A question someone recently asked me was, “Since the Center doesn’t yet exist, how is your work changing society? What are the tangible results?” It’s a very good question. At this point, everything we’re doing has to do with sustainability. Without the community empowerment and organizing work we’re doing right now, the Center would not be BY the workers or FOR the workers. Our role in talking to them on the streets every day is to give them the confidence and support they need to make important decisions about how the Center will be operated. I think building trust between people is just as important as tangibles like “building a resource center” or “helping X number of workers get employed”. For those of us motivated to do social justice work, sometimes it’s easy to overlook the importance of — or hard to truly accept — the critical importance of baby steps. I have come to embrace “midwife” as the most adequate term to describe what Stephanie and I are doing here this summer, helping to bring the Centreville Labor Resource Center to life. And an essential quality of a good midwife is communication. We are currently acting as “connectors”, moving slowly and laying the proper ground work for the parturition.
Aside from surveying the street we’ve also been doing hardcore office work! We’ve drawn up some sample advertising flyers which have been translated from English to Spanish and Korean. Because a large segment of the Centreville population is ethnically Korean, we do not want to limit employment opportunities for the workers by only advertising the Center in English. In addition to creating advertisements and similar materials, we’ve also been drafting important forms and documents for the Center. These require a lot of careful thought and effort. We want to make clear that the Center will simply be a safe place for employers and workers to meet, not a hiring agency. The Center is a non-governmental organization (NGO) that abides by all US laws.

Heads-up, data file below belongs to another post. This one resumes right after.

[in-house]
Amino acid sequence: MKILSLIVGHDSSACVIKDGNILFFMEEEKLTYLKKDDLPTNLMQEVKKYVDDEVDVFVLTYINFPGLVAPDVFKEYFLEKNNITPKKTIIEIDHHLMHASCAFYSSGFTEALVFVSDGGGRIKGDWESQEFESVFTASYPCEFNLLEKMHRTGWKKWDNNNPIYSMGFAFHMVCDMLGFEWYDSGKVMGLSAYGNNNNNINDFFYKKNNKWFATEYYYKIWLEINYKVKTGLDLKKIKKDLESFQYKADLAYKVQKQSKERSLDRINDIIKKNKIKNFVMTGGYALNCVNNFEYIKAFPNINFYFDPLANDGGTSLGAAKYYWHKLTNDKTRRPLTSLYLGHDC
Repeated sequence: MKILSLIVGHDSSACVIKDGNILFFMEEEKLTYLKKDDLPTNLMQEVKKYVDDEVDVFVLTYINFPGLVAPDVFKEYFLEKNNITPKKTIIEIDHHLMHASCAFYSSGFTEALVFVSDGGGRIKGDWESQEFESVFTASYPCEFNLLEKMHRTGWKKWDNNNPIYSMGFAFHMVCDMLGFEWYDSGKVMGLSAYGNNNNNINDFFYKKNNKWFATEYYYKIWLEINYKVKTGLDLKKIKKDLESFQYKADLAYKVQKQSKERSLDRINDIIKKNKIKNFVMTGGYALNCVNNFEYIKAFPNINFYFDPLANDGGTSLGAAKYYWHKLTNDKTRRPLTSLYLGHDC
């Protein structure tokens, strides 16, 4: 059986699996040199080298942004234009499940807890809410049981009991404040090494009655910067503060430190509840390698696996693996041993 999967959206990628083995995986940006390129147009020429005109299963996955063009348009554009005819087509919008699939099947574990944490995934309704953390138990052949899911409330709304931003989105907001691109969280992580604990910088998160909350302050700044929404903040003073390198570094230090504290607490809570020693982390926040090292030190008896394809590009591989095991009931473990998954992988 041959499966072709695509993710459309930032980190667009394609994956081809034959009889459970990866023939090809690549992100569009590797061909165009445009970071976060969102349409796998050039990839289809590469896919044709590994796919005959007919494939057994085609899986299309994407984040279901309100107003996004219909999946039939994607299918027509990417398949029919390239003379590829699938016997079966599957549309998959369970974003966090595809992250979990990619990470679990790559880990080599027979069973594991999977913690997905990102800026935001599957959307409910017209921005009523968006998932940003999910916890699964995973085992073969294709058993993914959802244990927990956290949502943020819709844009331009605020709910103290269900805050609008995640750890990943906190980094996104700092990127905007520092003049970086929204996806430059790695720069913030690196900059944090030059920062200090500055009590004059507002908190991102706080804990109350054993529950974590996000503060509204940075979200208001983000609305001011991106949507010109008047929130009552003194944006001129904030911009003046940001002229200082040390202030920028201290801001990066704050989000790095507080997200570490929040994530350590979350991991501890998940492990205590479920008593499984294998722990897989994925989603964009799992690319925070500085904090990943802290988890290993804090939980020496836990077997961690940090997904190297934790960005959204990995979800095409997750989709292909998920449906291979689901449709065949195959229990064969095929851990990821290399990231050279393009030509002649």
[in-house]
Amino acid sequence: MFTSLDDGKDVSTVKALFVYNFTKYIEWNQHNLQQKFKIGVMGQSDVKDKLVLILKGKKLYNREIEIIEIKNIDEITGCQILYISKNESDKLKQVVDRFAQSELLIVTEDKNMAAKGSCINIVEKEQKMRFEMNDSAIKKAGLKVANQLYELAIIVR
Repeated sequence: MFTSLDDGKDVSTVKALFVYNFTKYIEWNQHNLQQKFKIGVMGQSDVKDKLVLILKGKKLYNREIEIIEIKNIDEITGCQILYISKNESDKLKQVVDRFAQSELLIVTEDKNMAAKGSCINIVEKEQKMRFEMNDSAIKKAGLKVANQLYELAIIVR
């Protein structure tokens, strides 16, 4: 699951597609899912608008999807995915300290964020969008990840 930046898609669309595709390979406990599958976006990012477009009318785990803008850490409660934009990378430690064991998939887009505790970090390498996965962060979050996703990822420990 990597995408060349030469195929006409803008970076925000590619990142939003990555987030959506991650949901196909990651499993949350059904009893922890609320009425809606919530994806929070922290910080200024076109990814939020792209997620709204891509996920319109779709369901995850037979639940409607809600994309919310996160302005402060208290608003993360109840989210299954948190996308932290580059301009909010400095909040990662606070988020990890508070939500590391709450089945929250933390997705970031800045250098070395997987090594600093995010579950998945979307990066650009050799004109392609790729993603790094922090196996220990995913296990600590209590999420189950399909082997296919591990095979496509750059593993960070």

Today we had a great church service at Wellspring. Each week is something new and different! A wonderfully talented guest musician came and performed for us. The music itself was a really moving experience — very soulful and uplifting. I was really moved by the sermon, too. The people at Wellspring identify themselves in various ways — old, young, black, white, Asian, Latino, Hispanic, indigenous, gay, straight, sexy, strong, extroverted, introverted, Christian, Buddhist, Jewish, agnostic, atheist, etc. etc. etc. — but at the heart of it all we share a human spirit, and we come to church because it uplifts that spirit; while we may have differing personal identities day-to-day we come to church and celebrate life with a collective identity as human beings. Wellspring is the most open, welcoming, and humanly affirming place I have ever known. I feel so lucky to be here this summer. Now I look forward to church on Sundays — something I’ve never really looked forward to before in my life!
I will try to provide a more timely update this upcoming week. It’ll be meetings, meetings, meetings for the next few days.
Someone said something very interesting to me this week. I’ll leave their quote here, roughly paraphrased —
There are thousands of stars in the sky, but that doesn’t make any one star unimportant. If one star fades away, that makes the entire sky one star less bright, one star less beautiful.